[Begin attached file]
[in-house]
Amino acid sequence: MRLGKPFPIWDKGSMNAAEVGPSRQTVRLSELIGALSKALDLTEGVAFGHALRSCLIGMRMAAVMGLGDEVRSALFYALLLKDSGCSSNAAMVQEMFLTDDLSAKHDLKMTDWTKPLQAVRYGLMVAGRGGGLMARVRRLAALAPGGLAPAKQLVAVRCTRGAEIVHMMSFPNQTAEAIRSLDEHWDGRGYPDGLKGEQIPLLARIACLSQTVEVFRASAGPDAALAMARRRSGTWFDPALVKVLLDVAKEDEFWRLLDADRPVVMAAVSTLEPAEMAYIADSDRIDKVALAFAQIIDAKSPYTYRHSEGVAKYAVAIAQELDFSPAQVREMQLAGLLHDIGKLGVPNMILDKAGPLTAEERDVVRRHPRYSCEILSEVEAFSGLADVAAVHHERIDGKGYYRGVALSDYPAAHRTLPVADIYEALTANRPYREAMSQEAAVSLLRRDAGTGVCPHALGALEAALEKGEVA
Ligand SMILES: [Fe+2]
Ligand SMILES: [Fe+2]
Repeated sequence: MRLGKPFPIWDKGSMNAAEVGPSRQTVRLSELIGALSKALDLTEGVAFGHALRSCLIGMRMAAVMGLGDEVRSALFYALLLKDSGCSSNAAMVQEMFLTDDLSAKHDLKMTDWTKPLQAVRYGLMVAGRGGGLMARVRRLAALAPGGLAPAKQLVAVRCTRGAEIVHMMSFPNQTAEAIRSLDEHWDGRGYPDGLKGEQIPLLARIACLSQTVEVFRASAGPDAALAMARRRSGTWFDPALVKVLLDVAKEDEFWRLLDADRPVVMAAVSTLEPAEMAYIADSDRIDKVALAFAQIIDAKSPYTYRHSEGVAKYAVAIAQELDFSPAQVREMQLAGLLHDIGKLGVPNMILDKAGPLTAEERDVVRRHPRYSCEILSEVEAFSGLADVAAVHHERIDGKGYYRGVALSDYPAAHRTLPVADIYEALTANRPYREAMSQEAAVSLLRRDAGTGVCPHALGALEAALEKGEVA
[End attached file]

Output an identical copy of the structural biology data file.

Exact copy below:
[in-house]
Amino acid sequence: MRLGKPFPIWDKGSMNAAEVGPSRQTVRLSELIGALSKALDLTEGVAFGHALRSCLIGMRMAAVMGLGDEVRSALFYALLLKDSGCSSNAAMVQEMFLTDDLSAKHDLKMTDWTKPLQAVRYGLMVAGRGGGLMARVRRLAALAPGGLAPAKQLVAVRCTRGAEIVHMMSFPNQTAEAIRSLDEHWDGRGYPDGLKGEQIPLLARIACLSQTVEVFRASAGPDAALAMARRRSGTWFDPALVKVLLDVAKEDEFWRLLDADRPVVMAAVSTLEPAEMAYIADSDRIDKVALAFAQIIDAKSPYTYRHSEGVAKYAVAIAQELDFSPAQVREMQLAGLLHDIGKLGVPNMILDKAGPLTAEERDVVRRHPRYSCEILSEVEAFSGLADVAAVHHERIDGKGYYRGVALSDYPAAHRTLPVADIYEALTANRPYREAMSQEAAVSLLRRDAGTGVCPHALGALEAALEKGEVA
Ligand SMILES: [Fe+2]
Ligand SMILES: [Fe+2]
Repeated sequence: MRLGKPFPIWDKGSMNAAEVGPSRQTVRLSELIGALSKALDLTEGVAFGHALRSCLIGMRMAAVMGLGDEVRSALFYALLLKDSGCSSNAAMVQEMFLTDDLSAKHDLKMTDWTKPLQAVRYGLMVAGRGGGLMARVRRLAALAPGGLAPAKQLVAVRCTRGAEIVHMMSFPNQTAEAIRSLDEHWDGRGYPDGLKGEQIPLLARIACLSQTVEVFRASAGPDAALAMARRRSGTWFDPALVKVLLDVAKEDEFWRLLDADRPVVMAAVSTLEPAEMAYIADSDRIDKVALAFAQIIDAKSPYTYRHSEGVAKYAVAIAQELDFSPAQVREMQLAGLLHDIGKLGVPNMILDKAGPLTAEERDVVRRHPRYSCEILSEVEAFSGLADVAAVHHERIDGKGYYRGVALSDYPAAHRTLPVADIYEALTANRPYREAMSQEAAVSLLRRDAGTGVCPHALGALEAALEKGEVA